- Lululemon fiscal fourth-quarter earnings and sales outpaced analyst estimates.
- Shares jumped more than 10 percent in extended trading.
Lululemon shares soared 10 percent after the market closed Wednesday as fiscal fourth-quarter earnings and sales outpaced analyst estimates.
Here's what the retailer reported compared with what Wall Street was expecting, based on a survey of analysts by Refinitiv:
- Earnings per share: $1.85 per share, vs. $1.74 per share
- Revenue: $1.17 billion, vs. $1.15 billion
- Same store sales: rise 16 percent, in line with estimates
"Lululemon has delivered one of its strongest years yet, a result of broad-based strength across the business," CEO Calvin McDonald said in a press release. "We are energized to build upon our momentum and to seize the many opportunities ahead for Lululemon around the world."
In the quarter ended Feb. 3, Lululemon said net income rose to $218.5 million, or $1.65 per share, from $119.8 million, or 88 cents per share. Excluding items, the retailer earned $1.85 per share, topping estimates of $1.74 per share.
Strong sales during the holiday quarter helped the company reach its goal of exceeding $1 billion earlier than expected. Revenue rose to $1.17 billion from $928 million in the year-ago quarter.
Lululemon's Chief Operating Officer Stuart Haselden said the company's operating margin was 21.5 percent, another goal it reached two years ahead of schedule.
Sales at stores open at least 12 months rose 16 percent, in line with estimates. After adjusting for currency fluctuations, same-store sales were up 17 percent. Both measures exclude revenue from the last week of fiscal 2018.
McDonald said Lululemon's expansion into men's apparel is the retailer's largest, most exciting segment for future growth, at just over 20 percent penetration today. Specifically, the men's "bottoms" segment has been extremely profitable.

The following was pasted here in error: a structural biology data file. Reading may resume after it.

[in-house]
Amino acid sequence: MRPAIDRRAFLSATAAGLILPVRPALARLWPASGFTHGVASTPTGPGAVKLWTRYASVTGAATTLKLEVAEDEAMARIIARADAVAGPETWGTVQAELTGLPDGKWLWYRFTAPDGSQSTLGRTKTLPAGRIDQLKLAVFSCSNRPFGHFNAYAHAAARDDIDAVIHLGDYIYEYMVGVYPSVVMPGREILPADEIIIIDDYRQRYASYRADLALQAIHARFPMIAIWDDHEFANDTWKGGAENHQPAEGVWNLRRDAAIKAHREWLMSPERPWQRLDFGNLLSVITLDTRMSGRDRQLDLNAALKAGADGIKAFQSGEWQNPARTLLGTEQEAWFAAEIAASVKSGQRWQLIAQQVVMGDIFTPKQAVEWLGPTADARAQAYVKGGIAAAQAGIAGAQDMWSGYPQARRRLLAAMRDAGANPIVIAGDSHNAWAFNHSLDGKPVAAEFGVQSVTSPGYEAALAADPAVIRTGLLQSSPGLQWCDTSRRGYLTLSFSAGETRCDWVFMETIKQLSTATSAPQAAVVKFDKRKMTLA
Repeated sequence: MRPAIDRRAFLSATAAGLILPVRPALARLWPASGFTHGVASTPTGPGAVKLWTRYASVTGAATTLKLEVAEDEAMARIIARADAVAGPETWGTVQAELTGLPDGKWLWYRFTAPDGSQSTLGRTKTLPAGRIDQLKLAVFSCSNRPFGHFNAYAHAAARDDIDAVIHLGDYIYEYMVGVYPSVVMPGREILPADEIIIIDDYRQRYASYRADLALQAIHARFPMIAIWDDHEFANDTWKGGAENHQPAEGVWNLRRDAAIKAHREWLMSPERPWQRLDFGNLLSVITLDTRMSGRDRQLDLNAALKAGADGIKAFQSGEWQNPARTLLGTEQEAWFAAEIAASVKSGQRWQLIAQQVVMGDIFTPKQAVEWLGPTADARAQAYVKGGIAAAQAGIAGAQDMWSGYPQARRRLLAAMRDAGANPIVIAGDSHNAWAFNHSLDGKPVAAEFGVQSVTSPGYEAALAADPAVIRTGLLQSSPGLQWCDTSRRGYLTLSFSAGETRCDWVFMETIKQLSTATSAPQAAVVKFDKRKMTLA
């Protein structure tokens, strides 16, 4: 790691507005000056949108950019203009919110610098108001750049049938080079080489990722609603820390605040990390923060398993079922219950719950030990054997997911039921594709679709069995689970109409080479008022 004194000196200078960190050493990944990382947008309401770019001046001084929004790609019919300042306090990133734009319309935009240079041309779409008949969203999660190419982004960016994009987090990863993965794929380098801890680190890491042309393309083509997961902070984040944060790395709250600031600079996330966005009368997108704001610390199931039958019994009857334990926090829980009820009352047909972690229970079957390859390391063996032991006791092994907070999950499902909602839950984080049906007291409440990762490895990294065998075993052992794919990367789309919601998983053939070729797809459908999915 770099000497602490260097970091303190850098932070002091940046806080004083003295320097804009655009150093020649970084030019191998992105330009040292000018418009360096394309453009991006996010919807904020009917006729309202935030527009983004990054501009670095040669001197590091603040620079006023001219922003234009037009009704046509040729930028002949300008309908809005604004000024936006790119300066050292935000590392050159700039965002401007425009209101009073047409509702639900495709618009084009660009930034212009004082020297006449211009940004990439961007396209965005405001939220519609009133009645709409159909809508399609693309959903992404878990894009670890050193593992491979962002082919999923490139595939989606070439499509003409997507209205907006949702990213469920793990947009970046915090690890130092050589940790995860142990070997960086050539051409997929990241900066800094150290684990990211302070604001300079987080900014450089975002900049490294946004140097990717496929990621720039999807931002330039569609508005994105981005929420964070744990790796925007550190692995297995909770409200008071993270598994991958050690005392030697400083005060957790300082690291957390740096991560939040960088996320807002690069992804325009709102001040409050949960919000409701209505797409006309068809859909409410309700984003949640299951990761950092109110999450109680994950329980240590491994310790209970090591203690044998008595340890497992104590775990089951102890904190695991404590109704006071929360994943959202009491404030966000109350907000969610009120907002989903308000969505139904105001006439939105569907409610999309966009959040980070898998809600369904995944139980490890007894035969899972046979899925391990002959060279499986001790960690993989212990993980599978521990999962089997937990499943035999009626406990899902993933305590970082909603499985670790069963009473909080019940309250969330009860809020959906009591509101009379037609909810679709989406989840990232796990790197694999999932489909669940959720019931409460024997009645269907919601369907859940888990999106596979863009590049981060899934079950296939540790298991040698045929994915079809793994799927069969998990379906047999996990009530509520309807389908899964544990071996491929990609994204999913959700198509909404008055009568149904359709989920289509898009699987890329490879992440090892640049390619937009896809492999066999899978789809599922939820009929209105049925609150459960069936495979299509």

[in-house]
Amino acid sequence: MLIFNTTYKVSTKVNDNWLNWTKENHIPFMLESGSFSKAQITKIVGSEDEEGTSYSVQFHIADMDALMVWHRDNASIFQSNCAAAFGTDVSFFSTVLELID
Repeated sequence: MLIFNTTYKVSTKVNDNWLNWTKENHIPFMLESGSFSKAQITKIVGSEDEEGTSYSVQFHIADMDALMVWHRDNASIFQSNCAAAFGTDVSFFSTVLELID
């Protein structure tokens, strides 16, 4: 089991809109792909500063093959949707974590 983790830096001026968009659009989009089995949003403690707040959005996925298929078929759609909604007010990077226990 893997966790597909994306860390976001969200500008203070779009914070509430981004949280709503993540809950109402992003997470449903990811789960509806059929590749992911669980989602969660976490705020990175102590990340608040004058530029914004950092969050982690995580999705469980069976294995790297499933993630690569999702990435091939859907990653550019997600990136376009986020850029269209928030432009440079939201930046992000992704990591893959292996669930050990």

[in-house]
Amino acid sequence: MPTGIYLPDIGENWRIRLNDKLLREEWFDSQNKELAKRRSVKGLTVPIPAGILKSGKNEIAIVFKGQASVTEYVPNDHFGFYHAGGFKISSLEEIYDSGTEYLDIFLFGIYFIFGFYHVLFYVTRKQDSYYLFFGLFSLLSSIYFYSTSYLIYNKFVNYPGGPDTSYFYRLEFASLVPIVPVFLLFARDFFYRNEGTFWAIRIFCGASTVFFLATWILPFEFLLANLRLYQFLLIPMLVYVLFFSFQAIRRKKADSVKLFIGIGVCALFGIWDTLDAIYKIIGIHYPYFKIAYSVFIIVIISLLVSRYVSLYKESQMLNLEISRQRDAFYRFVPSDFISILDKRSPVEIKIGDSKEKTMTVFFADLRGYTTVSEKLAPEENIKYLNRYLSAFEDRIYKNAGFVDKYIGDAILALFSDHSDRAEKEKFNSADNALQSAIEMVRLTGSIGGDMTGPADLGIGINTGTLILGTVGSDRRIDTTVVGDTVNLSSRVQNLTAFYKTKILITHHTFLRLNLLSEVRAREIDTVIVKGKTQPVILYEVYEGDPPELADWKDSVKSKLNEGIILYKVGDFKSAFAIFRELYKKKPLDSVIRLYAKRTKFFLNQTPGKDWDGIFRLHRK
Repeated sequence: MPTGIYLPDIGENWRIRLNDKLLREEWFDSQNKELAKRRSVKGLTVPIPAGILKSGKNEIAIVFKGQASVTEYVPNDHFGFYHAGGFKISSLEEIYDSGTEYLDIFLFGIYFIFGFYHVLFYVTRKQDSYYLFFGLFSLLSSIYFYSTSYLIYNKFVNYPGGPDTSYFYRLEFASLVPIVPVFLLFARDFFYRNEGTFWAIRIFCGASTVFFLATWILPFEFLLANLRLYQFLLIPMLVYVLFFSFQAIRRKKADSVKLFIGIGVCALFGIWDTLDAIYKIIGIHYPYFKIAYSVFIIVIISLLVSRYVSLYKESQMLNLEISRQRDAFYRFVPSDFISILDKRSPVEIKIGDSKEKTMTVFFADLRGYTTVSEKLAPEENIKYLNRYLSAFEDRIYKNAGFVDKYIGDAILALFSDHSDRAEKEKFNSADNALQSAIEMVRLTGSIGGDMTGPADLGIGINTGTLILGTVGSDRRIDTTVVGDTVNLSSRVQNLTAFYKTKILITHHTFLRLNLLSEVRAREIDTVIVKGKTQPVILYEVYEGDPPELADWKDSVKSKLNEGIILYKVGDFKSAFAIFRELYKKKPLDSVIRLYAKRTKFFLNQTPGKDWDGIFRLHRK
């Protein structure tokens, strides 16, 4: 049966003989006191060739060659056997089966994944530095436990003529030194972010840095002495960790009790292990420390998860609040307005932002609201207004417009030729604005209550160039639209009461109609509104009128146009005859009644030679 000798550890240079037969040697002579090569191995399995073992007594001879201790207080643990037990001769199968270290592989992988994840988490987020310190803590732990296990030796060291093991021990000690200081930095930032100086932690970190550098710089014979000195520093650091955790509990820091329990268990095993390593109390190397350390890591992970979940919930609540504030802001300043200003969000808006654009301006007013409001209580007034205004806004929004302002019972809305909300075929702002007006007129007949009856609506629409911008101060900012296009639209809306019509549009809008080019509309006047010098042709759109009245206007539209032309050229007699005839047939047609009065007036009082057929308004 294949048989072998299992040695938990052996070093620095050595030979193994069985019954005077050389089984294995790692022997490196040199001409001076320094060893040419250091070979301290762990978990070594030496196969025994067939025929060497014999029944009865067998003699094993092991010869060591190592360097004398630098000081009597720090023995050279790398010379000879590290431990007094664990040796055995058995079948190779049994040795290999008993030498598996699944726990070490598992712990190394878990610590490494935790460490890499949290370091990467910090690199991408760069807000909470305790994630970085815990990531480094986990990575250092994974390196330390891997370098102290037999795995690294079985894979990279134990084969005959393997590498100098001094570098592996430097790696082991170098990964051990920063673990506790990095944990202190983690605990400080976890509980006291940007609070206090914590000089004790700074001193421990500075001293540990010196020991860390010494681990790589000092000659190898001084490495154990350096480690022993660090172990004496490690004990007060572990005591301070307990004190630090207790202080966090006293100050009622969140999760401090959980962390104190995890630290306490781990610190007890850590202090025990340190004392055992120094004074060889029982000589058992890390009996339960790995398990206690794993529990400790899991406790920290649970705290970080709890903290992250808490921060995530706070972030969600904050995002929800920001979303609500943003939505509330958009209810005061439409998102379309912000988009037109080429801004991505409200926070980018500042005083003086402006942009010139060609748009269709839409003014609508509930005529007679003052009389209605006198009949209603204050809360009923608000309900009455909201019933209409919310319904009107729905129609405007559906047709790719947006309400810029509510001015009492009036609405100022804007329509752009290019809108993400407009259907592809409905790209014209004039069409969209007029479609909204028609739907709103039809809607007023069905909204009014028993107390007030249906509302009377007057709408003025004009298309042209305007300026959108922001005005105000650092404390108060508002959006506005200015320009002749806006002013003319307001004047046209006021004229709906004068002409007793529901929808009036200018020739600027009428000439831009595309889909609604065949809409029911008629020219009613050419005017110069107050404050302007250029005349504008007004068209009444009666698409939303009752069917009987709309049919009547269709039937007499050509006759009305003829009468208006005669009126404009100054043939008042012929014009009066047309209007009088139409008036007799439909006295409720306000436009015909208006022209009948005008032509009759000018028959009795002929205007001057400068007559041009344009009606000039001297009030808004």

"We really believe that Lululemon can be a duel gender brand and that our men's business can ultimately be as big as our women's," said Haselden.
Earlier this month, Lululemon announced that former Philadelphia Eagles Superbowl quarterback Nick Foles signed on as the brand's first men's ambassador. Although acknowledging Foles' high profile, Lululemon said they do not pay typical endorsement fees and instead look to partner with athletes that align with the brand's values.
With its core women's business, it is trying to expand offerings for the office, travel, commute, outerwear, and bras, McDonald said. Developing gear for warm weather runs is another opportunity.
"Lululemon is selling more to its existing shoppers and is taking a greater share of their wallets," said Neil Saunders, managing director of GlobalData Retail. "Part of this is down to the expansion into non-traditional fitness categories such as business casual."
Lululemon's profitability in Asia and Australia more than offset the operating loss in Europe. Now with 21 stores in Europe, the retailer said it was about a year and half away from breaking even in Europe.
Seasonal stores have also proved successful for the company. Chief Financial Officer Patrick Guido said they are a low-risk way to build the brand and gage the market.
In fiscal 2019, the company expects to report earnings of between $4.48 and $4.55 per share, ahead of analyst estimates of $4.40 per share. Lululemon expects revenue in the range of $3.70 billion to $3.74 billion, higher than the forecast of $3.27 billion.
For the first quarter, Lululemon expects to see revenue between $740 million and $750 million, in line with estimates of $743 million. The company sees earnings per share between 68 cents and 70 cents, slightly higher than the 67-cent expectation.
The retailer also announced a $500 million stock repurchase program.
The Vancouver-based company's shares are up more than 80 percent over the past 12 months and more than 20 percent year to date, more than double the S&P 500 Retail ETF's (XRT's) growth of about 8.5 percent.
Lululemon's investor day is scheduled for April 24.